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In this installment of Foundations of Audio, author Alex U. Case explains the fundamentals of delay and modulation effects and how to apply these effects, technically and creatively, to improve the sound of a mix. The course covers adjusting individual parameters such as delay time, level, and feedback; working with long delays to create echoes, enhance groove, and add support; using delay modulation for chorus and doubling effects; and dialing-in spectral effects from delay, such as flanging. This course also includes Get in the Mix (GITM) sessions for both Avid Pro Tools and Apple Logic Pro. Exercise files are also included with the course.
Delay is likely the most underappreciated effects device we have in the recording studio. Until you've seen it and heard it in action, it's hard to imagine why delaying audio has any musical purpose. But believe me, it's rich with musical potential. However, before we get into the studio use of delay, let's talk a little bit about its origins. We've all heard echoes before. Shout into a tunnel, a canyon, or any large reflective space and whatever you shout bounces back. That's delay at work. Simple enough the audio signal, your voice, is delayed by some amount of time before being heard again later; an echo.
Delay, as an effect in music production, first came about by using well, slightly misusing analog tape machines, getting them to record a sound and then an instant later play it back. Throughout the 50s and 60s, tape-based delay became a staple of pop music and it became part of the signature sound of artists like Les Paul and Elvis Presley. Here we see an analog tape machine. Note the locations of the record head and the playback head. More importantly, recognize that there's a bit of distance between them.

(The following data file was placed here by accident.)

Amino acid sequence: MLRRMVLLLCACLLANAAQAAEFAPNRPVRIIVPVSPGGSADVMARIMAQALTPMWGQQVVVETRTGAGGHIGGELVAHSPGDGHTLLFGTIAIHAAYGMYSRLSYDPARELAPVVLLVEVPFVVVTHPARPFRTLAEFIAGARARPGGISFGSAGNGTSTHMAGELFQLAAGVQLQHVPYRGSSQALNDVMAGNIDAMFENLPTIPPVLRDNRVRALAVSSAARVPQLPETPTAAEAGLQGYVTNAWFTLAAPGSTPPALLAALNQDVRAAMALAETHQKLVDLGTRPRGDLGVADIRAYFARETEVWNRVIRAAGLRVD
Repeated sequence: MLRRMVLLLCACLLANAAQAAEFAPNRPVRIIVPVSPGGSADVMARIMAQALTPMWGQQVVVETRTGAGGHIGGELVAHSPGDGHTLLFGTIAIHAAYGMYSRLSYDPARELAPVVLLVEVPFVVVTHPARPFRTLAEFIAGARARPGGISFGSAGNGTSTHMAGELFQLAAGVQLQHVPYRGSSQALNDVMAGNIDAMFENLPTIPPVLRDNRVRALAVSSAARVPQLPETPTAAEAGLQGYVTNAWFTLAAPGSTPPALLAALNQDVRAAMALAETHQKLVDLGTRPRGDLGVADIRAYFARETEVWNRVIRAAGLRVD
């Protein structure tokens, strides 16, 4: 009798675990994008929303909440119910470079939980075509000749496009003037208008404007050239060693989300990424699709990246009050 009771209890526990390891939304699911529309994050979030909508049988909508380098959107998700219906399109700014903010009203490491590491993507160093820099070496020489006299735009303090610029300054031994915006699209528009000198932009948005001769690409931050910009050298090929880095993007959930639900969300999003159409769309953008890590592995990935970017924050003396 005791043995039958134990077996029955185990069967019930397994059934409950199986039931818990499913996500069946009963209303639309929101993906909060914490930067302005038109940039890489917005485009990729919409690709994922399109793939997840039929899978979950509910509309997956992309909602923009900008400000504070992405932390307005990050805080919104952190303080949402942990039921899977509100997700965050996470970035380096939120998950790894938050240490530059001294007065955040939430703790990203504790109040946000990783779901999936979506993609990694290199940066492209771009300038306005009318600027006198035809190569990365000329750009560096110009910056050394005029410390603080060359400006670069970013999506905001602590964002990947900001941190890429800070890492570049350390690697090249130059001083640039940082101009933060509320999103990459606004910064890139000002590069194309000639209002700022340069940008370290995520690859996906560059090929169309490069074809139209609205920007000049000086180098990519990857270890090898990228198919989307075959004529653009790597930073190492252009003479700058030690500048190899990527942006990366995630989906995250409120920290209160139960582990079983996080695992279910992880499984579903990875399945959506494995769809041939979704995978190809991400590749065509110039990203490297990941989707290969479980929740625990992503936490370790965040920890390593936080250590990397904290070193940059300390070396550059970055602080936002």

To create a delay effect here, a signal is recorded at the record head, gets printed on to the tape, and with tape rolling, that recorded signal makes its way from the record head over to the playback head, taking time to do so. Finally, that signal is played back off tape. The result is a tape delay. The signal is delayed by the amount of time it takes the tape to travel from the record head to the playback head. The actual delay time then is a function of the speed of the tape machine and the particular make and model of tape machine which determines the physical distance between the two heads.
And here's what this effect sounds like. David: Hey Alex, how does this sound? Do I sound like Elvis yet? Alex: Yeah, David. Elvis, exactly. Let's do the hairdo next. We'll discuss how to create exactly this type of slapback effect echo later in the course. But to make the most of those audio examples, let's first discuss the fundamentals of creating delay effects.
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